What's in an enzyme.

All general audio posts go here.
Daniel Quinn
Posts: 7983
Joined: Thu Jul 12, 2012 7:16 am
Has thanked: 3 times
Been thanked: 84 times

Re: What's in an enzyme.

Unread post by Daniel Quinn »

That's precisely what I'm doing.

But in using an enzyme stain remover and an enzyme record cleaner.
.

Ordinaryman
Posts: 246
Joined: Tue Apr 16, 2019 4:50 pm
Has thanked: 0
Been thanked: 16 times
Great Britain

Re: What's in an enzyme.

Unread post by Ordinaryman »

Interesting, are you using them combined?

Daniel Quinn
Posts: 7983
Joined: Thu Jul 12, 2012 7:16 am
Has thanked: 3 times
Been thanked: 84 times

Re: What's in an enzyme.

Unread post by Daniel Quinn »

No. I'm going to clean seperate coffee stain samples (organic stain) with them both.

Then I will move on to cleaning two records.

Ordinaryman
Posts: 246
Joined: Tue Apr 16, 2019 4:50 pm
Has thanked: 0
Been thanked: 16 times
Great Britain

Re: What's in an enzyme.

Unread post by Ordinaryman »

I assume having cleaned separate coffee stain samples (organic) you will then refresh the fluid? otherwise would there not be some "cross contamination" of the" two records"? and then of course there is the question of similar dilutions ,ambient temperature et,etc,etc

Ordinaryman
Posts: 246
Joined: Tue Apr 16, 2019 4:50 pm
Has thanked: 0
Been thanked: 16 times
Great Britain

Re: What's in an enzyme.

Unread post by Ordinaryman »

Addendum. I have found over the years the urine i have extracted on a day to day basis seems to work best.

User avatar
guydarryl
Posts: 1136
Joined: Wed Jul 11, 2012 10:43 pm
Location: suffolk
Has thanked: 4 times
Been thanked: 3 times

Re: What's in an enzyme.

Unread post by guydarryl »

Many years ago I worked on photographic film research.

To remove gelatin (a protein) which "held" the silver salts (and recover the silver from photographic film) we used pepsin - it works best in acidic conditions and at 30 - 40 degrees c - rather like your stomach conditions.

https://www.philipharris.co.uk/product/ ... g/b8a01879

Needs to be handled with great care - it does digest proteins!

I would guess that most enzyme record cleaners are bull, as surely the temperatures they are used at are quite low and so the "dwell time" required to digest proteins (from finger prints etc) would be longer than the time the record is left in contact with the solution?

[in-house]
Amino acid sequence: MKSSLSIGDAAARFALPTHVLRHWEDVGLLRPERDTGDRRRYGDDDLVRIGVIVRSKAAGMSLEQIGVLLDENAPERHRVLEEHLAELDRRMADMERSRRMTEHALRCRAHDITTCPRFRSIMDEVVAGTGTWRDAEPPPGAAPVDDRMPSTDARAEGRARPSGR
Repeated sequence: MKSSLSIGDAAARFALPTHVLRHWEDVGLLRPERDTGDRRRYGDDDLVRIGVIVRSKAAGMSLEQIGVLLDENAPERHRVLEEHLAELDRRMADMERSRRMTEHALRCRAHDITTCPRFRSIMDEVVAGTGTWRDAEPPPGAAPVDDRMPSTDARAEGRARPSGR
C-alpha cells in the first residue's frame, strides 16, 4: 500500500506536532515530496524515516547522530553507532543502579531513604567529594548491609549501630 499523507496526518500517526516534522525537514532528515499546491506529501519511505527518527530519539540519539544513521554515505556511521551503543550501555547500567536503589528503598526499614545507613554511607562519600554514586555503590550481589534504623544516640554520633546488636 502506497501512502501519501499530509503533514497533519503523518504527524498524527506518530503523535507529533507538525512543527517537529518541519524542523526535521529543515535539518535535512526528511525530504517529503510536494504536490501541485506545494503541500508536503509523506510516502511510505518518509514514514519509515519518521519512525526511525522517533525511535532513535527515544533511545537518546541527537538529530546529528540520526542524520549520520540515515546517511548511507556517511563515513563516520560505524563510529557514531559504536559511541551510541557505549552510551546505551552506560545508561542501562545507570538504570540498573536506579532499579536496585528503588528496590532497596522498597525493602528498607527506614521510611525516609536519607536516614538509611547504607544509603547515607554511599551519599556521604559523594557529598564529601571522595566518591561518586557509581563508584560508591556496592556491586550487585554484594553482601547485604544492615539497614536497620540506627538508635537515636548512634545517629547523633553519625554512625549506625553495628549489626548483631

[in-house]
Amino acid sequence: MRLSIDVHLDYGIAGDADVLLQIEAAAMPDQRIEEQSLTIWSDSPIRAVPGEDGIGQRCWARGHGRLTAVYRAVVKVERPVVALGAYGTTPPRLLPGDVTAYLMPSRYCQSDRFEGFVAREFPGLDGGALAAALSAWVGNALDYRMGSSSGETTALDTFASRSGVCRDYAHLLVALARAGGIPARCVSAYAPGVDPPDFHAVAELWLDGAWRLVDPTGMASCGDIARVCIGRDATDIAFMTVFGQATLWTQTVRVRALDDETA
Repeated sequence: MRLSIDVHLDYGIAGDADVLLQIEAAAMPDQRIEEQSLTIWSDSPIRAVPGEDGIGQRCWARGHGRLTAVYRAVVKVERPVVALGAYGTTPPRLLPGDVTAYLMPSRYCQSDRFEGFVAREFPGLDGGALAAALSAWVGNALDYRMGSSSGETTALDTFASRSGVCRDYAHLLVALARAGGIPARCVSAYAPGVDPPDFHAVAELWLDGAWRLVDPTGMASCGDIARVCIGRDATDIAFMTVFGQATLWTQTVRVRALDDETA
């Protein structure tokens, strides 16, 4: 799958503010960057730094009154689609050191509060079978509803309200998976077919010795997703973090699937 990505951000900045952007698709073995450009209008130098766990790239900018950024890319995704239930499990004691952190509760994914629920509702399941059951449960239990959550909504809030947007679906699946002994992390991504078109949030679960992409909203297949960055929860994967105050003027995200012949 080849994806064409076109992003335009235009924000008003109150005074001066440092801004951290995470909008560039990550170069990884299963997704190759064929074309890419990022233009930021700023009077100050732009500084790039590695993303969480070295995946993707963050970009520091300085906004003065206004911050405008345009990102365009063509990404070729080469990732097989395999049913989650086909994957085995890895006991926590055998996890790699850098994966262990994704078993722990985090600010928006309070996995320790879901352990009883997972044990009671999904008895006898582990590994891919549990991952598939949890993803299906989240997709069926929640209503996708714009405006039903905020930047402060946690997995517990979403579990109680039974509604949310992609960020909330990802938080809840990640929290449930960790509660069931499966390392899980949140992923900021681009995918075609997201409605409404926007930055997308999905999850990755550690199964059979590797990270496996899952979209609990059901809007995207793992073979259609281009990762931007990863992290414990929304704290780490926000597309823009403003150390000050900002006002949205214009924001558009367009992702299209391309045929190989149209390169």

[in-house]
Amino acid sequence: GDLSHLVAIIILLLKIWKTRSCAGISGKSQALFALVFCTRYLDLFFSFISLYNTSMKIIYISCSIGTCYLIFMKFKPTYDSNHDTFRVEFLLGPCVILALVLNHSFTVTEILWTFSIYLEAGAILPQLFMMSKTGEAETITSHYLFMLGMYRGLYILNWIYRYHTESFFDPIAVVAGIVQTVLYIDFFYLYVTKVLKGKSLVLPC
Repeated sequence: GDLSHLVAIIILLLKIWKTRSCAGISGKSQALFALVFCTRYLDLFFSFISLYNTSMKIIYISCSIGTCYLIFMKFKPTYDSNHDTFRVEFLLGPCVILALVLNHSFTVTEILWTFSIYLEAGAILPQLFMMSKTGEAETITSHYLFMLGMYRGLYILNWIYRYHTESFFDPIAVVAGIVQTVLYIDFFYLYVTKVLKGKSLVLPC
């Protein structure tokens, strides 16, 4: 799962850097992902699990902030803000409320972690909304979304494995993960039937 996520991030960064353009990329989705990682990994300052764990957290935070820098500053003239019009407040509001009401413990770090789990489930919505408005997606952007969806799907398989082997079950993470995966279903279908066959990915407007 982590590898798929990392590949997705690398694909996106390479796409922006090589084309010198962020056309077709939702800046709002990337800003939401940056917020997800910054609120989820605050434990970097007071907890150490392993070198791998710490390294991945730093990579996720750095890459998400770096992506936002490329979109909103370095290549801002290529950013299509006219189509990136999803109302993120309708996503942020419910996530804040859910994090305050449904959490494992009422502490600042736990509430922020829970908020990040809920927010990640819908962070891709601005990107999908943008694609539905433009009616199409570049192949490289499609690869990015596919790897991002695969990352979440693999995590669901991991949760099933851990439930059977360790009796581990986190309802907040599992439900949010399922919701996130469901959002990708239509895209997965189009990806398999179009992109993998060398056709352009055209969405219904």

LP12,Ittok,DV10X5,Phono2(twin supply),P50/A40's,LS5,SSC,Rega Ela mk1/Cube 3's
Sony cdp xb930,Alessandro ms1

Daniel Quinn
Posts: 7983
Joined: Thu Jul 12, 2012 7:16 am
Has thanked: 3 times
Been thanked: 84 times

Re: What's in an enzyme.

Unread post by Daniel Quinn »

Modern day ones can work at low temperatures.

And my ultrasonic cleaner cleans at anything up to 50 degrees. I use 35 degrees. Which is higher than enzymes in washing powder are used at for delicate washing.

Geoff.R.G
Posts: 884
Joined: Thu Aug 11, 2016 2:46 pm
Location: Denham UK
Has thanked: 18 times
Been thanked: 63 times
Great Britain

Re: What's in an enzyme.

Unread post by Geoff.R.G »

Daniel Quinn wrote:
Fri Oct 02, 2020 2:01 pm
That's precisely what I'm doing.

But in using an enzyme stain remover and an enzyme record cleaner.
Sounds like a good approach, I'll be interested to see your results.

User avatar
guydarryl
Posts: 1136
Joined: Wed Jul 11, 2012 10:43 pm
Location: suffolk
Has thanked: 4 times
Been thanked: 3 times

Re: What's in an enzyme.

Unread post by guydarryl »

Daniel Quinn wrote:
Sat Oct 03, 2020 10:49 am
Modern day ones can work at low temperatures.

And my ultrasonic cleaner cleans at anything up to 50 degrees. I use 35 degrees. Which is higher than enzymes in washing powder are used at for delicate washing.
Not sure where you get your information about "modern enzymes".

Enzymes are "biological catalysts" they have been around since the dawn of life. As I said most have an optimum temperature of about 35 to 40 degrees centigrade - above this they denature (break down), below this they are not as fast at digesting.

Biological washing powders remove the necessity for a boil wash, but the enzymes (lipases and proteases) will still work, say at 30 degrees c, albeit slower than they would at optimum temperature, as they are working in combination with plenty of agitation and high surfactant concentrations.

Most enzyme record cleaners were developed/sold before ultrasonic cleaning became popular for records, so I stick by my initial thought that using them on records is bull. By all means though, go ahead and try - the link I gave will save you money (unless you are thinking of using Persil or similar :lol:)
LP12,Ittok,DV10X5,Phono2(twin supply),P50/A40's,LS5,SSC,Rega Ela mk1/Cube 3's
Sony cdp xb930,Alessandro ms1

Daniel Quinn
Posts: 7983
Joined: Thu Jul 12, 2012 7:16 am
Has thanked: 3 times
Been thanked: 84 times

Re: What's in an enzyme.

Unread post by Daniel Quinn »

Your conclusion isn't supported by your propositions.

You admit that enzymes can work at 30 degrees or less, yet you maintain them working in records in 'bull'

These 2 propositions do not support each other unless and until you introduce new information.

Post Reply